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decided: February 20, 1980.



Stewart, J., delivered the opinion of the Court, in which Burger, C. J., and White and Rehnquist, JJ., joined. Marshall, J., filed a dissenting opinion, in which Brennan and Blackmun, JJ., joined, post, p. 611. Powell and Stevens, JJ., took no part in the consideration or decision of the case.

Author: Stewart

[ 444 U.S. Page 600]

 MR. JUSTICE STEWART delivered the opinion of the Court.

Title VII of the Civil Rights Act of 1964*fn1 makes unlawful, practices, procedures, or tests that "operate to 'freeze' the status quo of prior discriminatory employment practices." Griggs v. Duke Power Co., 401 U.S. 424, 430. To this rule, § 703 (h) of the Act, 42 U. S. C. § 2000e-2 (h), provides an exception:

"[It] shall not be unlawful employment practice for an employer to apply different standards of compensation, or different terms, conditions, or privileges of employment pursuant to a bona fide seniority . . . system, . . . provided that such differences are not the result of an intention to discriminate because of race. . . ."

In Teamsters v. United States, 431 U.S. 324, 352, the Court held that "the unmistakable purpose of § 703 (h) was to make clear that the routine application of a bona fide seniority system would not be unlawful under Title VII . . . even where the employer's pre-Act discrimination resulted in whites having greater existing seniority rights than Negroes."*fn2

The present case concerns the application of § 703 (h) to a particular clause in a California brewery industry collective-bargaining agreement. That agreement accords greater benefits to "permanent" than to "temporary" employees, and the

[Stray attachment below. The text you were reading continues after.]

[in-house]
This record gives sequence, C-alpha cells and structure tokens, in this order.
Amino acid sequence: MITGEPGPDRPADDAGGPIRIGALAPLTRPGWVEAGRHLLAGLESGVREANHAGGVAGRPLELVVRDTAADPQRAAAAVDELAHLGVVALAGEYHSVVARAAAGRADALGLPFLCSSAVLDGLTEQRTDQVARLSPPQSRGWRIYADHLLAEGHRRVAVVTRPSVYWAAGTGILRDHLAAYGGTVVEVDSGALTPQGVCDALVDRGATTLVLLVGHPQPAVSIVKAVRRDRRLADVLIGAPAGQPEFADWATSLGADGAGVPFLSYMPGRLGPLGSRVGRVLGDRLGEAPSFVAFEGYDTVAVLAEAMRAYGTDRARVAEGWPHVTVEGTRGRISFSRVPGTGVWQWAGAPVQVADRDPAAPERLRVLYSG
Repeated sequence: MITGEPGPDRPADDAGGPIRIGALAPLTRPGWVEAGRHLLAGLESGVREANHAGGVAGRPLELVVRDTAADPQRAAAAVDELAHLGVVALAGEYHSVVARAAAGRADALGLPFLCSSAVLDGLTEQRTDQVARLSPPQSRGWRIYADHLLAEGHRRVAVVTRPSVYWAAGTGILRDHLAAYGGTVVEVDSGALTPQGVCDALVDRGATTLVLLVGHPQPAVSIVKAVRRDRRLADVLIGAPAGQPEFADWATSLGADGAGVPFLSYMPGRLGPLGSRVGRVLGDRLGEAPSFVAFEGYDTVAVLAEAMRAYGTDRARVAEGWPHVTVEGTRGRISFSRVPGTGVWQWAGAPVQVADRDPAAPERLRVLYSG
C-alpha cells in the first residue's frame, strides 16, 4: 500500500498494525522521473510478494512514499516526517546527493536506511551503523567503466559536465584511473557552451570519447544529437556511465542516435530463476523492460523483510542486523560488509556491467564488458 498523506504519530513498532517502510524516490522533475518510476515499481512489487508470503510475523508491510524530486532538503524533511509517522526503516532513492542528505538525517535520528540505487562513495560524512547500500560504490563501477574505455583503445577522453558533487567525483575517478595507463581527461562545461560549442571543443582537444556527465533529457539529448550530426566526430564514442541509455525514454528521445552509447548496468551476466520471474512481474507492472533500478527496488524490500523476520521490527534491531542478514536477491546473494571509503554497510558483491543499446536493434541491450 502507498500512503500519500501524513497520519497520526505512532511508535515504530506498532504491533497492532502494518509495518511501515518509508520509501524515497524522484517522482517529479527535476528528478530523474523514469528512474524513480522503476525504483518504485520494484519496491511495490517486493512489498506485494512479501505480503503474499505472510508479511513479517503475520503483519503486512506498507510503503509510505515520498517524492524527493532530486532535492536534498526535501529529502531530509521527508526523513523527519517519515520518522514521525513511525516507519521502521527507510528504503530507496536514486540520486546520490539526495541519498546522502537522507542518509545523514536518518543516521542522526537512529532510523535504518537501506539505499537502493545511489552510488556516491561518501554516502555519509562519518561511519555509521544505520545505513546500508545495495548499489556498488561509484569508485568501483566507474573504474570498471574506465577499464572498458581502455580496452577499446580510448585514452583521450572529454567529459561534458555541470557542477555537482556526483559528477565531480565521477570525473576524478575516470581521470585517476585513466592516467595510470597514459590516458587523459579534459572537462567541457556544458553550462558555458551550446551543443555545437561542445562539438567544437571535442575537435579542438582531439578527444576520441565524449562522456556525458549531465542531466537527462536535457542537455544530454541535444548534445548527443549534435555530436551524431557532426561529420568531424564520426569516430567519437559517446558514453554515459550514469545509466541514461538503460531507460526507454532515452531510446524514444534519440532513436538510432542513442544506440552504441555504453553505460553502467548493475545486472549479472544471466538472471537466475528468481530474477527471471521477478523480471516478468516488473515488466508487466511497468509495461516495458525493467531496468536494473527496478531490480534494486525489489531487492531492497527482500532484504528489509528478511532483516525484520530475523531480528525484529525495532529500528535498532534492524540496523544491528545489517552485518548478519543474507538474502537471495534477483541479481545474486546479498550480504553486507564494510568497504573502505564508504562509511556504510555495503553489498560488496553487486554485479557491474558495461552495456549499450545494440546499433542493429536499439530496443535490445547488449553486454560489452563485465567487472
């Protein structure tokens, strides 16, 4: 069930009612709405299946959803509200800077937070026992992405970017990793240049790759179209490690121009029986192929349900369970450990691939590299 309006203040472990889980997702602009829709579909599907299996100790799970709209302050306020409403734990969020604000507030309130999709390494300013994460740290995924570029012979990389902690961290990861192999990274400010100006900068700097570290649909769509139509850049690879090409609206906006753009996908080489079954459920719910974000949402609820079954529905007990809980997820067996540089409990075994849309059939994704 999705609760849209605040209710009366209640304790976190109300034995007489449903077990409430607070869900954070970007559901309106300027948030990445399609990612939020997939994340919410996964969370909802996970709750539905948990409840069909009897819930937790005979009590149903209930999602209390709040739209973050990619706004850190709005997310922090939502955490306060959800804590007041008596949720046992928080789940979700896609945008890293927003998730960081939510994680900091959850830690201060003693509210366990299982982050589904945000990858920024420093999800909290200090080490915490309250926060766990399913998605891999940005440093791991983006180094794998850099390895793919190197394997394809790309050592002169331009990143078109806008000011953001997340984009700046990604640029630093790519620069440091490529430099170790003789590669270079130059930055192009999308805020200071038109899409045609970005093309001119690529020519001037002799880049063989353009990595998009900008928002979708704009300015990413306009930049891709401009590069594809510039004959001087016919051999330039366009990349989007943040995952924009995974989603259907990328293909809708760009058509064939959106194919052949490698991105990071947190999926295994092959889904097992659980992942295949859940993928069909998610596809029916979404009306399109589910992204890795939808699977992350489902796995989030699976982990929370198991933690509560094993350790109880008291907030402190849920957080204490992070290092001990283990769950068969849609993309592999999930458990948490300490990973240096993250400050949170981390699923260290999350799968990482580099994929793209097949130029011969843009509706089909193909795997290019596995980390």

[ 444 U.S. Page 601]

     clause in question provides that a temporary employee must work at least 45 weeks in a single calendar year before he can become a permanent employee. The Court of Appeals for the Ninth Circuit held that the 45-week requirement was not a "seniority system" or part of a "seniority system" within the meaning of § 703 (h). 585 F.2d 421. We granted certiorari to consider the important question presented under Title VII of the Civil Rights Act of 1964. 442 U.S. 916.


In 1973, respondent Bryant (hereafter respondent), a Negro, filed a complaint in the United States District Court for the Northern District of California, on behalf of himself and other similarly situated Negroes, against the California Brewers Association and seven brewing companies (petitioners here), as well as against several unions. The complaint alleged that the defendants had discriminated against the respondent and other Negroes in violation of Title VII of the Civil Rights Act of 1964, 42 U. S. C. § 2000e et seq., and in violation of 42 U. S. C. § 1981.*fn3

The complaint, as amended, alleged that the respondent had been intermittently employed since May 1968 as a temporary employee of one of the defendants, the Falstaff Brewing Corp. It charged that all the defendant employers had discriminated in the past against Negroes, that the unions had acted in concert with the employers in such discrimination, and that the unions had discriminated in referring applicants from hiring halls to the employers. The complaint further asserted that this historical discrimination was being perpetuated by the seniority and referral provisions of the collective-bargaining agreement (Agreement) that governed

[ 444 U.S. Page 602]

     industrial relations at the plants of the seven defendant employers. In particular, the complaint alleged, the Agreement's requirement that a temporary employee work 45 weeks in the industry in a single calendar year to reach permanent status had, as a practical matter, operated to preclude the respondent and the members of his putative class from achieving, or from a reasonable opportunity of achieving, permanent employee status.*fn4 Finally, the complaint alleged that on at least one occasion one of the defendant unions had passed over the respondent in favor of more junior white workers in making referrals to job vacancies at a plant of one of the defendant employers.